Agressive Outbursts

Physical Communication Cognitive Behavioural / Emotional

The parts of the brain that normally inhibit angry feelings and behaviour may be damaged as a result of a traumatic brain injury. This means that the person has a lower threshold and becomes angry more easily and more intensely. Outbursts of anger can come and go quite quickly and can be made worse by stress, fatigue etc. This can be difficult for family and friends to deal with.

If possible avoid known potential triggers for aggressive outbursts. If there is an aggressive outburst remain calm and do not argue with the person. Try to redirect attention elsewhere or remove the person from the situation if possible. If necessary remove yourself from the situation to allow the person to calm down. An aggressive outburst can flare up suddenly and just as quickly resolve itself. Often the person with the brain injury will understand that their behaviour was not appropriate once they have had time to calm down.

Alcohol and drug misuse with consequent intoxication may exacerbate agitation and aggression.

Aggression usually occurs early in the course of recovery and may resolve spontaneously. Use of medications to try to control aggression can have negative impacts on brain rehabilitation and need to be carefully considered and monitored if used.


"Pediatric neuro-rehabilitation cannot be delivered in isolation. The needs of the child have to be looked at both holistically and within the context of the family unit. Parents need to be empowered to be parents in post-acute pediatric neuro-rehabilitation following brain injury"
The Children's Trust; United Kingdom
"NHS clinicians struggle with what intervention to prioritise in paediatric neuro-rehabilitation due to limited clinical time and the complexity of needs. Children, clinicians, parents and schools all have different neuro-rehabilitation priorities"
Recolo; United Kingdom
"We would like to see earlier identification and support for children with brain injuries to help them succeed in school."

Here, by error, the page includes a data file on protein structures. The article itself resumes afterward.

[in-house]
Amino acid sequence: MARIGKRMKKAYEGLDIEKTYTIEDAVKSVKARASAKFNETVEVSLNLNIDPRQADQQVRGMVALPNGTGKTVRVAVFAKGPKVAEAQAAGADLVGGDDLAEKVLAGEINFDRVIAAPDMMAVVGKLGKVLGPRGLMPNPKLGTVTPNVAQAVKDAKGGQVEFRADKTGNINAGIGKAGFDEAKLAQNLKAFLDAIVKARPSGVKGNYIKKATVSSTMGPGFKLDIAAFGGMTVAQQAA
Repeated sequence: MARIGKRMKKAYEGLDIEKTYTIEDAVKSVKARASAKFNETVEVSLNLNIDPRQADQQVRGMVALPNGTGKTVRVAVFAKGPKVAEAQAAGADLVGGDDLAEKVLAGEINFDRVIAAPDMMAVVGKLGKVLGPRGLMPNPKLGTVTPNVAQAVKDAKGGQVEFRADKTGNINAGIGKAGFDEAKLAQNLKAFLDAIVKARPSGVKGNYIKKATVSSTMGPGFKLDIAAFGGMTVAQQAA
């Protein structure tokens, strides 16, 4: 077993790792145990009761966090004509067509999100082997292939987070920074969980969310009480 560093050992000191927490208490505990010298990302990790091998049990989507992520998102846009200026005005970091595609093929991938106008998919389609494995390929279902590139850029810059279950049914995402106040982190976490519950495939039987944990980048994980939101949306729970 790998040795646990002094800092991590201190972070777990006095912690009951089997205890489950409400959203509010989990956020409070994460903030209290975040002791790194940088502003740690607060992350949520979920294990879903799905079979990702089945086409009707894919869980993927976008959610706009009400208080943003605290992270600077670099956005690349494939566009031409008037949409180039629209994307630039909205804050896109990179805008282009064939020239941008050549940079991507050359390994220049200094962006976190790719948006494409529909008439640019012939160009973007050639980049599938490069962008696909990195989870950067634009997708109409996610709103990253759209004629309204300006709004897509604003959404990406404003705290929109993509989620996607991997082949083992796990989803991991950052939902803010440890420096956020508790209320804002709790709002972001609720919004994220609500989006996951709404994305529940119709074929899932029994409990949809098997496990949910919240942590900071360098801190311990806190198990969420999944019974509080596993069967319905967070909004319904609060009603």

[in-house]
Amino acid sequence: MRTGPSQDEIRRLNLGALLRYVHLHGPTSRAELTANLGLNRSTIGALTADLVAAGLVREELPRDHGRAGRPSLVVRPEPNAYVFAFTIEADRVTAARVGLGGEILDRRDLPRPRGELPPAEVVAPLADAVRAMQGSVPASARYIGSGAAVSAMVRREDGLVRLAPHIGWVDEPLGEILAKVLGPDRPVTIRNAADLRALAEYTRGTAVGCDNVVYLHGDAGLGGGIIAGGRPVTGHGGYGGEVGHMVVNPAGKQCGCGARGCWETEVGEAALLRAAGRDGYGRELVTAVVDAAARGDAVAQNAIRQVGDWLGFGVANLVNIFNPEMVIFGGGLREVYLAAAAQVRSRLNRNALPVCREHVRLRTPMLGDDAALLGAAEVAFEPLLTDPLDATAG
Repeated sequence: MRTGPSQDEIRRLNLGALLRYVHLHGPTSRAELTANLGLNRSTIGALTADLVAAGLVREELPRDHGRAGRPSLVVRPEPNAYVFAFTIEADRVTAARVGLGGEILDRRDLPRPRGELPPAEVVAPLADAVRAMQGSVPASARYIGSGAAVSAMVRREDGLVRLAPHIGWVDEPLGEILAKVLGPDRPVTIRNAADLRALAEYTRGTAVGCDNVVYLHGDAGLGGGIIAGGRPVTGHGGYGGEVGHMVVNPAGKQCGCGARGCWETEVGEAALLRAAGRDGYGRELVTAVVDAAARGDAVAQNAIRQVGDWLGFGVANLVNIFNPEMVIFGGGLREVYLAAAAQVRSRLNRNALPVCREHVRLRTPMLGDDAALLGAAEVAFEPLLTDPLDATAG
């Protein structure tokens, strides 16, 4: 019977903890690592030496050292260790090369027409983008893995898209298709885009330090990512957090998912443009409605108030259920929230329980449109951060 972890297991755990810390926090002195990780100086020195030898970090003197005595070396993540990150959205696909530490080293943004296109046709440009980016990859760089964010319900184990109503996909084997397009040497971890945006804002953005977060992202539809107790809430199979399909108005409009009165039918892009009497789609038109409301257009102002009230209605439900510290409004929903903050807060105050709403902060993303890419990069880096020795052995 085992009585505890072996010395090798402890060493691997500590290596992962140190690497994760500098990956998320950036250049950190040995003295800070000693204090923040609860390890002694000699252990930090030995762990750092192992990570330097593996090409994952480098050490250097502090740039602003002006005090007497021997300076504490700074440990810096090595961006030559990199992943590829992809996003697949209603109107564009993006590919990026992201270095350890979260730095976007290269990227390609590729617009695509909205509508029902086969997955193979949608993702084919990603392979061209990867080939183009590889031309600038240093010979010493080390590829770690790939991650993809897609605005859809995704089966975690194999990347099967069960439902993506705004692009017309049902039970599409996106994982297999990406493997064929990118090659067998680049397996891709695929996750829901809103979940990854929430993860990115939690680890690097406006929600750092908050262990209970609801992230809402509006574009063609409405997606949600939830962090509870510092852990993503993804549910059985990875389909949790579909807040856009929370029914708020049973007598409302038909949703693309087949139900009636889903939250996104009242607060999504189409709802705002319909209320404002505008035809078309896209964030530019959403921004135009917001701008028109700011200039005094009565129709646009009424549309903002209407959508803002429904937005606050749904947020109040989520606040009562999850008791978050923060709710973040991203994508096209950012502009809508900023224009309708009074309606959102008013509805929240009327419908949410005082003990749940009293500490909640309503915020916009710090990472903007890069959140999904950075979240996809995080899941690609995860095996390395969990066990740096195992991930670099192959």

Dalton Leong; Chief Executive of the Children's Trust
"We need to harness the power of brain plasticity for treating children and young people with brain injury. Stressful experiences alter brain development of a child, especially at the key ages of 0-3 and at ages 10-16"
Professor Bryan Kolb; Canada
"Too often children and young people with ABI are discharged from hospital without specialist brain support that they and their families need to overcome lifelong challenges"
Andrew Ross; former Chief Executive of the Children's Trust
"Strength-based family intervention after pediatric ABI is essential. Parents need to be equipped with the skills to cope and advocate for the child."
Caron Gan; Canada
"There are problems with getting people into neuro-rehab centres. Those most in need are often those most excluded due to a lack of socio-economic resources."
Vicki Anderson; Australia
"Often families don't have the financial capability to access services. We need to rethink how we deliver neuro-rehab services to children and young people"
Vicki Anderson; Australia
"Families and professionals spend time focusing on the negative aspects of ABI. Families need to be properly supported as 'resilience' is key to delivering successful outcomes for children and young people."
Roberta De Pompeii; USA
"Thousands of children and young people living in the UK today without the help and support that can make a huge difference to their lives"
Dalton Leong; Chief Executive of the Children's Trust

OUR MISSION: To work to remove inequalities for children & young people affected by acquired brain injury; and provide effective support to their families that makes a real difference.

Council for Disabled Children Community Funded Charity Excellence Lottery Funded